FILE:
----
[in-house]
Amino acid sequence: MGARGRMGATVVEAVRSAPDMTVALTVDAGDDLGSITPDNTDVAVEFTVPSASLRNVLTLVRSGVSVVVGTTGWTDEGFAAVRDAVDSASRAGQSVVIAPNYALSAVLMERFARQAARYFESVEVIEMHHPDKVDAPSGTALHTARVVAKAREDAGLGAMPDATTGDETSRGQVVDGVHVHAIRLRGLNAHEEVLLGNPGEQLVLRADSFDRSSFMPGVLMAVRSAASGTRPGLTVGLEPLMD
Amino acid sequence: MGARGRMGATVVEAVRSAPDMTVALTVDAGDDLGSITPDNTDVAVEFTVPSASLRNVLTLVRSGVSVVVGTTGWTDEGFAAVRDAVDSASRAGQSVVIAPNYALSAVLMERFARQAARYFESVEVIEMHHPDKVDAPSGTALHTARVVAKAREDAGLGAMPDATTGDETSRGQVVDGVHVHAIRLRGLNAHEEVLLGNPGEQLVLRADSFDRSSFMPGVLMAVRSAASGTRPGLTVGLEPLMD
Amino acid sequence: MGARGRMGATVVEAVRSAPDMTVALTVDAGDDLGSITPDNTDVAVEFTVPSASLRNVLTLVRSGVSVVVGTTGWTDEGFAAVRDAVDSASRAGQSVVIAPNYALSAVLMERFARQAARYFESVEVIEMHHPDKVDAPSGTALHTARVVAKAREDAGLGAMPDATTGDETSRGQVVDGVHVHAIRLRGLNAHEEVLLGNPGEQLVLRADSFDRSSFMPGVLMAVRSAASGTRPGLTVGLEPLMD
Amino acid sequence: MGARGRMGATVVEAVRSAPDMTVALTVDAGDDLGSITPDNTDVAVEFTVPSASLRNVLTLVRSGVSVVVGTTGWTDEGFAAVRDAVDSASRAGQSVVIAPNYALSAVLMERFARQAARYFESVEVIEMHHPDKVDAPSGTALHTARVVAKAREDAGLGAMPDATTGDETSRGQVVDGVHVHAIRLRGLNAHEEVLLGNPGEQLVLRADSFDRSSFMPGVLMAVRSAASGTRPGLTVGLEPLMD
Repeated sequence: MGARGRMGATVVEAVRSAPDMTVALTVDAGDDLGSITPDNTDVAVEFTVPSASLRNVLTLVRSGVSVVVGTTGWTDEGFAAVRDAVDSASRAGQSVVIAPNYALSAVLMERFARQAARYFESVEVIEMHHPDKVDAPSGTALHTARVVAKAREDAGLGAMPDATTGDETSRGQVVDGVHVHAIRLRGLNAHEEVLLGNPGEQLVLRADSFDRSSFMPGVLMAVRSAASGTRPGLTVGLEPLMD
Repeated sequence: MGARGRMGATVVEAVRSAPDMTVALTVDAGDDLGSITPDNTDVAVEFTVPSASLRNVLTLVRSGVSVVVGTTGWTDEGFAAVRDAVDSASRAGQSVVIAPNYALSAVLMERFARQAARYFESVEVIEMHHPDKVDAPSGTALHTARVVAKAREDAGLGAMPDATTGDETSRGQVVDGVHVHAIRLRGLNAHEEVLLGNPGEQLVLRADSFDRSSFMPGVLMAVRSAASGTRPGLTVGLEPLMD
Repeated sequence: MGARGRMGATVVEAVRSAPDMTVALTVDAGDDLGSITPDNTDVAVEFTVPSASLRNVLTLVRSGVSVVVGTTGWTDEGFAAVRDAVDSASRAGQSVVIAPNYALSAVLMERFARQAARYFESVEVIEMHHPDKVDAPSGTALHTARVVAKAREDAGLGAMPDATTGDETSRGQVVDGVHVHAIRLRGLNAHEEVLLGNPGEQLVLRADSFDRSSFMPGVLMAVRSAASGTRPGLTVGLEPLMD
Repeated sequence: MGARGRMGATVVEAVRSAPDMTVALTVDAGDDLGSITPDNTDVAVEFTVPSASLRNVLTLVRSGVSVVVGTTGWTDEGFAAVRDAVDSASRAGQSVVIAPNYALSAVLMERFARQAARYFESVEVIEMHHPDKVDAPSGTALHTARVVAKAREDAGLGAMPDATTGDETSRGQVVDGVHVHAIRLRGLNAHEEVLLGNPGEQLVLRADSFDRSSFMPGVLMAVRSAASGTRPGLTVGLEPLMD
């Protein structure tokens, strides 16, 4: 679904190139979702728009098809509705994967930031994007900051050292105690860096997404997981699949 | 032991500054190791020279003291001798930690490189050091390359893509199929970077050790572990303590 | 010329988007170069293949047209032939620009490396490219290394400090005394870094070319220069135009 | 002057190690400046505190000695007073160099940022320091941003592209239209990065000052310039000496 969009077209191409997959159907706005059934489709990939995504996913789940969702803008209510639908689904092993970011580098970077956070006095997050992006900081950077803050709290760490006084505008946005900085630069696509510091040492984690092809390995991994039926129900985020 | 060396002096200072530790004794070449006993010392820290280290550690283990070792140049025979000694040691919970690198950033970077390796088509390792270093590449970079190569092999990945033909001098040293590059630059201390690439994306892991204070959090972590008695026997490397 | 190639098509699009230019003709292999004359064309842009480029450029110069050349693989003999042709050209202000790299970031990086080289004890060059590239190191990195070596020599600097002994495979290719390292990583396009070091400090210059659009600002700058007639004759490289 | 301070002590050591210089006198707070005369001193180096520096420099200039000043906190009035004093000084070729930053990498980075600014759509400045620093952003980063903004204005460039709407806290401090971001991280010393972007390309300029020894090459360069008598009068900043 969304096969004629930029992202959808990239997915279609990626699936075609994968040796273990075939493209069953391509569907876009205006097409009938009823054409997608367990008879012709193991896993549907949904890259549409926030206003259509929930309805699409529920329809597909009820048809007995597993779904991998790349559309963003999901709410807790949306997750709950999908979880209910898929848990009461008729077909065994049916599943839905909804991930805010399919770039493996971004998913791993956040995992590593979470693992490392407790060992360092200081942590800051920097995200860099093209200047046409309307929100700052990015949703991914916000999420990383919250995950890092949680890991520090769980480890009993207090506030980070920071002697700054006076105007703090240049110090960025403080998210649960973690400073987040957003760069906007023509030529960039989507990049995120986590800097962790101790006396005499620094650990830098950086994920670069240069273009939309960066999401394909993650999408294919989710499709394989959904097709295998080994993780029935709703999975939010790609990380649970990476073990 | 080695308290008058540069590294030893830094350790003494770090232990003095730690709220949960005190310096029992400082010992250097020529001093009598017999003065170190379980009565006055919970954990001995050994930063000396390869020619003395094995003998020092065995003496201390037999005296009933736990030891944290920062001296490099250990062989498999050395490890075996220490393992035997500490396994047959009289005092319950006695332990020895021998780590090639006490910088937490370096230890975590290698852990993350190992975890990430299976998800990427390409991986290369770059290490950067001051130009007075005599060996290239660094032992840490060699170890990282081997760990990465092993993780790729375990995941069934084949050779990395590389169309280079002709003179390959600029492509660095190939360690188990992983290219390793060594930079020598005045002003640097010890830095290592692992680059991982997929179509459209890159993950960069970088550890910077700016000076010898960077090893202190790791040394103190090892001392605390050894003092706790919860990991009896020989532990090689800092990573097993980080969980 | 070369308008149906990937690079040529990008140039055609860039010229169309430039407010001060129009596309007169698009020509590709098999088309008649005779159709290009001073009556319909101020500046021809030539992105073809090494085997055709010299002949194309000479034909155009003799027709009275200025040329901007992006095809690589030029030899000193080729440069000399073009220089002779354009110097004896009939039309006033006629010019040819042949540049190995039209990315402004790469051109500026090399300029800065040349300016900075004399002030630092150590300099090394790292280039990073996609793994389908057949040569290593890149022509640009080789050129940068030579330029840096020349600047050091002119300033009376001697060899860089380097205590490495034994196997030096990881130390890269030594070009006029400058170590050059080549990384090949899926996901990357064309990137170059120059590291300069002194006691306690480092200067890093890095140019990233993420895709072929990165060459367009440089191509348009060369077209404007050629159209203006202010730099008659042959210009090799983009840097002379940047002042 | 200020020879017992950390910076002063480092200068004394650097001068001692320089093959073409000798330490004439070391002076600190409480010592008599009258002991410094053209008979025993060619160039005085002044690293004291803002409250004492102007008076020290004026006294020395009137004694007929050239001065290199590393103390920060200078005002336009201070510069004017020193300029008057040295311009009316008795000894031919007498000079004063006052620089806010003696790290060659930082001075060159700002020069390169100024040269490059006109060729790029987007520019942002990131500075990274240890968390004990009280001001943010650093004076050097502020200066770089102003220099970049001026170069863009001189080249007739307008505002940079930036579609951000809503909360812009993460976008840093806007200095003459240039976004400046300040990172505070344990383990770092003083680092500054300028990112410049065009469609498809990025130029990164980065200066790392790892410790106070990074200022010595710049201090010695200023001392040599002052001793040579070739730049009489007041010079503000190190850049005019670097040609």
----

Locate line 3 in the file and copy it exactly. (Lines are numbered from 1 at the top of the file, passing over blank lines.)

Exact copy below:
Amino acid sequence: MGARGRMGATVVEAVRSAPDMTVALTVDAGDDLGSITPDNTDVAVEFTVPSASLRNVLTLVRSGVSVVVGTTGWTDEGFAAVRDAVDSASRAGQSVVIAPNYALSAVLMERFARQAARYFESVEVIEMHHPDKVDAPSGTALHTARVVAKAREDAGLGAMPDATTGDETSRGQVVDGVHVHAIRLRGLNAHEEVLLGNPGEQLVLRADSFDRSSFMPGVLMAVRSAASGTRPGLTVGLEPLMD